Tuesday, May 27, 2014

Z is for Zombie

There isn't a strong tradition of classical zombies in DARK•HERITAGE so I don't expect them to feature much.  Undead in general become much more singular, or at least very rare, in this setting, then they would in, for example, a typical D&D style fantasy setting.  But, I'm a huge fan of the concept of undead in general if done correctly (which usually means sparingly.)  Of course, your typical zombie appearance is anything but sparing; they've become highly correlated with concepts like zombie apocalypses, where zombies are running around all over the place.  Individual zombies are rarely meant to be frightening; it's rather the vast horde of them that leads to the survival horror instinct.

To be perfectly honest with you, I have no use for this type of zombie.  Foot-soldiers of the undead, if you will.  Cannon fodder.  Those are attributes that stand in direct opposition to the notion of zombies that are actually terrifying in any way.

Zombies in DARK•HERITAGE are known from ancient rituals passed down through the Tarushans, where a type of semi-legendary Tarushan wizard or warlock known as a bokor (or boccori in the Terassan tongue) would raise the corpses of the recently dead to be his slaves.  This practice apparently persisted into fairly recent times, and Terassan academy scholars have theorized that these so-called zombies were never truly dead at all, but were instead drugged into a state of near-death, buried alive, and retrieved by the boccori.  The boccori then used a combination of cultural indoctrination and forced drugs to keep them susceptible, paranoid and compliant.  This debunking of the zombie myth by Terassan academics has been touted as triumph of the rational over the superstitious, and most Terassans (at least, if not necessarily Tarushans) believe that the zombie myth is just a myth.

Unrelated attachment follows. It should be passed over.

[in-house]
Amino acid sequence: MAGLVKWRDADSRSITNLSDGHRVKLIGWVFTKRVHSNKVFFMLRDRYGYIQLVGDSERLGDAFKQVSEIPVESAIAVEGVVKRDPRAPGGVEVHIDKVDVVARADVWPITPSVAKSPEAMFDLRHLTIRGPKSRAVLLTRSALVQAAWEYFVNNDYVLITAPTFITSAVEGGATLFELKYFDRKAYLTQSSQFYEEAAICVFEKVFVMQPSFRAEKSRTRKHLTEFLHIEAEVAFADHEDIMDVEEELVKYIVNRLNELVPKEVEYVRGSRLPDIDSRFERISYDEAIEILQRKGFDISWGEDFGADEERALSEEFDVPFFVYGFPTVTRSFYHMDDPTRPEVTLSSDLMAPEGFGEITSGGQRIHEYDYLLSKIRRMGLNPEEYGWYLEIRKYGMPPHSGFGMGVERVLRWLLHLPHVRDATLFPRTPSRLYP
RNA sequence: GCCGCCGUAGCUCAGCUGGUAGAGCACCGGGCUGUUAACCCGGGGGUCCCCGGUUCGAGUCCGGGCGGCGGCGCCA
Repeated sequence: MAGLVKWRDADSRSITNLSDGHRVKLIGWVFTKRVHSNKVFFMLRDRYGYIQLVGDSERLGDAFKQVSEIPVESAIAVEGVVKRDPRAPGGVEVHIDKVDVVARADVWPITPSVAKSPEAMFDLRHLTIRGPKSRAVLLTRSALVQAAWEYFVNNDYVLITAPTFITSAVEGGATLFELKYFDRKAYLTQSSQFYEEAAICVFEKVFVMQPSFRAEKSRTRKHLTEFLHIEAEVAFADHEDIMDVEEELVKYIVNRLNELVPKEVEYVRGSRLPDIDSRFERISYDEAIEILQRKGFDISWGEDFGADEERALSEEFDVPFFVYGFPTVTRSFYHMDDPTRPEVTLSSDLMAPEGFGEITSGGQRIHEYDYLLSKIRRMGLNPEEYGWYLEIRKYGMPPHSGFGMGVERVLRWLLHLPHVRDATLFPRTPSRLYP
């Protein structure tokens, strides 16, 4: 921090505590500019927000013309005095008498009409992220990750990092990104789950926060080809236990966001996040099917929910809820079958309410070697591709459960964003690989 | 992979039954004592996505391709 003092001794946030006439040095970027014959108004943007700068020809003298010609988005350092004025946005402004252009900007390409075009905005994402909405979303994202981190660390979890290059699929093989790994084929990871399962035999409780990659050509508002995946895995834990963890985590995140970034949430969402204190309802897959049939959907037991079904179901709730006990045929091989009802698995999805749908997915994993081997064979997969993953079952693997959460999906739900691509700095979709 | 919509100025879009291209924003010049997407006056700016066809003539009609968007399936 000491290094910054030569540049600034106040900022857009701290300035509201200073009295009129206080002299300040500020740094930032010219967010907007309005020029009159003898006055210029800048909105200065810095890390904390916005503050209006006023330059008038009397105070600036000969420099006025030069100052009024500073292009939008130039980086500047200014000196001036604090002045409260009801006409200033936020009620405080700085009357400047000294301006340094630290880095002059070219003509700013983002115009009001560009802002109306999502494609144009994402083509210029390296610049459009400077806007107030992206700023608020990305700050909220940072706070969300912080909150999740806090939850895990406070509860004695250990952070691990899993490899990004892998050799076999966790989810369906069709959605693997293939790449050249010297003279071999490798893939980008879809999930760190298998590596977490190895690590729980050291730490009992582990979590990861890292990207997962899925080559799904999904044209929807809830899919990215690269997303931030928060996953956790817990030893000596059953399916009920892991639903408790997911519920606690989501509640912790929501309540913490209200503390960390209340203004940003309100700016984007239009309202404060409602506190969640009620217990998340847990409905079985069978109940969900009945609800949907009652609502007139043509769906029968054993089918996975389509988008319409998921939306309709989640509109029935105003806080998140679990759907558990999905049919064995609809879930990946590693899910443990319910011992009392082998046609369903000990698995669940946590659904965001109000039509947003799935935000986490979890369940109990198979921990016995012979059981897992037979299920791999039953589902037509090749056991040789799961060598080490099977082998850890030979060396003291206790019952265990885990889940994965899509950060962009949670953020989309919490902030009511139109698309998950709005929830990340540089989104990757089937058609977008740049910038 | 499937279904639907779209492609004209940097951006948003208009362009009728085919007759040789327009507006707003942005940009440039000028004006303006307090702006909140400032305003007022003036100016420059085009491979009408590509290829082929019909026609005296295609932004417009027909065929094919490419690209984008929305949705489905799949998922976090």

However, less well known is the case of a young Terassan student, a true genius although a psychopathic one who cared only for the advancement of knowledge rather than the moral or ethical ramifications of his experiments, seized upon the data obtained by this study and built upon it.  This fellow, one Heriberto Òvest, believed in the ability to use chemical reagents to bring dead tissue back to functionality.  He seems to have been successful in his experiments to a degree, although all of his reanimated corpses have devolved into a horrific, bestial state, and there has been little of rational ability left to any of them.

Heriberto Òvest is, of course, a play on words of Herbert West, the titular character of Lovecraft's story Herbert West - Reanimator.  This story is itself a pastiche, of sorts, of Mary Shelly's Frankenstein.

Zombies in DARK•HERITAGE are therefore more like flesh golems of D&D lore than the monsters that are called zombies.  If using a d20 variant to represent the setting, that would be your best bet to recreate them.  The m20 rules include both flesh golems and zombies, but those are just (basically) cut and pasted from other sources.  I'm not quite sure what, if anything, the zombie stats would represent other than perhaps the very early boccori type zombie, which should be nonexistent at this point in the setting.

Monday, May 19, 2014

Planet Stories

After my unexpected mini-hiatus, I'm trying to get my arms around what to blog about next.  A few things are on my mind, in general.